A Fuller Version of Sacrifice
In 8;20, Noach builds an altar, takes mi-kol, of all (a word to which we will return), the kosher animals and birds, and offers them as olot. R. David Zvi Hoffman sees a qualitative advance in the symbolism of animal sacrifice.
Kayin and Hevel offered a mincha, to his reading simply an acknowledgement of God, where an altar is a raised structure, the ascent to it symbolizing the human desire to go up to Heaven, to be closer to God. That’s why it’s called an olah, literally an ascending, the person offering it desirous of rising to God.
He sees similar symbolism in the Torah’s always using the Four Letter Name in the context of sacrifice. Only to this Name, which expresses God’s aspects of saving and educating people, can we connect. (Elokim is a more exact and severe aspect, with less room for undeserved salvation or patient teaching, forgiving mistakes as part of the process of learning, I think he means.)
Noach gave us the idea of sacrifice as path “up” to God.
How Animals and Birds Symbolize Humans
As I noted earlier, Noach seems to offer a range of animals and birds, plausibly one of each type. While there all domesticated animals, cows, sheep, and goats, are all eligible for sacrifice, so there is no surprise in Noach offering them, only benei yonah or tor, turtledoves or pigeons, are acceptable by Torah law, yet the verse seems to say he gave many more types of birds.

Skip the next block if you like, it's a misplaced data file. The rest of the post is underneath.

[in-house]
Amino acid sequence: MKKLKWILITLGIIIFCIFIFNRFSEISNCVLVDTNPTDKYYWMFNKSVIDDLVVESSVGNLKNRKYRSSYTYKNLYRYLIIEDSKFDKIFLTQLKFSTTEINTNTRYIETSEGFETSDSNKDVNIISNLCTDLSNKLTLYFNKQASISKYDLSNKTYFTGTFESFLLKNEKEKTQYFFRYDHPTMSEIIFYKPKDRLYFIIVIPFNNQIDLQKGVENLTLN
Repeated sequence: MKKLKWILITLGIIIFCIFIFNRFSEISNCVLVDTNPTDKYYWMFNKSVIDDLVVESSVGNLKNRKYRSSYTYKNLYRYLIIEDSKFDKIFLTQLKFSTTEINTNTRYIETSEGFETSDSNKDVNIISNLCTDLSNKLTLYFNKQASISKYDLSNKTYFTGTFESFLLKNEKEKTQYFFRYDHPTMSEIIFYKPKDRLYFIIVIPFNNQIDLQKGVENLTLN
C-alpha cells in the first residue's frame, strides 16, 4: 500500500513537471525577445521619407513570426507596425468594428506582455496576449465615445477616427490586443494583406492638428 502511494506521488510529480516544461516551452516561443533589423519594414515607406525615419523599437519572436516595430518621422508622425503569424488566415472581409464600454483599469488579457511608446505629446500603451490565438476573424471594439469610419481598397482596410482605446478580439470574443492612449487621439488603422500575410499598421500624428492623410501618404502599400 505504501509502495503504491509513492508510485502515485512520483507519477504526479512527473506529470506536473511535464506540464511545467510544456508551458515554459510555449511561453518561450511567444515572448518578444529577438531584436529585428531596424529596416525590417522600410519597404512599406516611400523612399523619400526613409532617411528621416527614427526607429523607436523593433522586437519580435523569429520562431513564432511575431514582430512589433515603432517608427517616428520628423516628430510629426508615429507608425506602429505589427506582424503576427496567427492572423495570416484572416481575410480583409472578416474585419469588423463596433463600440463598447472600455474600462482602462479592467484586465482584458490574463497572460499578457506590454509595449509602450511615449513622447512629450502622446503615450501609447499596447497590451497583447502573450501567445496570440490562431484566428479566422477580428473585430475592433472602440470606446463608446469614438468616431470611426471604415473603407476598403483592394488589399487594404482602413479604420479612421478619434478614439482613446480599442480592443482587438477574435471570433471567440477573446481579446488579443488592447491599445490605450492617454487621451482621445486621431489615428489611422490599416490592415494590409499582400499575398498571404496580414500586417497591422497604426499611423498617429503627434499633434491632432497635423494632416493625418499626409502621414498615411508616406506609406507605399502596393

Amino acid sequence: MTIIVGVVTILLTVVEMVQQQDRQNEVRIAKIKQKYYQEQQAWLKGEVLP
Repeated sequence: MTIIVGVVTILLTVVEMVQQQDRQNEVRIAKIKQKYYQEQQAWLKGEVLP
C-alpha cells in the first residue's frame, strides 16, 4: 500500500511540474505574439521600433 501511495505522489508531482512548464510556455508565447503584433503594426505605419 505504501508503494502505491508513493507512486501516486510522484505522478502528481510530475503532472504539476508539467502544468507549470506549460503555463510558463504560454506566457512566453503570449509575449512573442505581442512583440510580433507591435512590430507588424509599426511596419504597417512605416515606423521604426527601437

Before the Torah was given, more species were acceptable, so perhaps Noach gave of all of them to symbolize his wandering, how the waves of the Flood had carried them from place to place beyond their control, with Hashem there to save them. [He implies that we lost some of the richness of the symbolism of sacrifice when the Torah limited us to two types of birds, but does not discuss.]
Four steps to building human society in this week’s parsha: a blow at people’s insistence they can resist what nature has in store for them; a speeded-up differentiation of nations and languages, although it would have happened eventually anyway; a strict set of rules prohibiting murder and prosecuting those who commit it; and some human growth in the striving for closeness to God.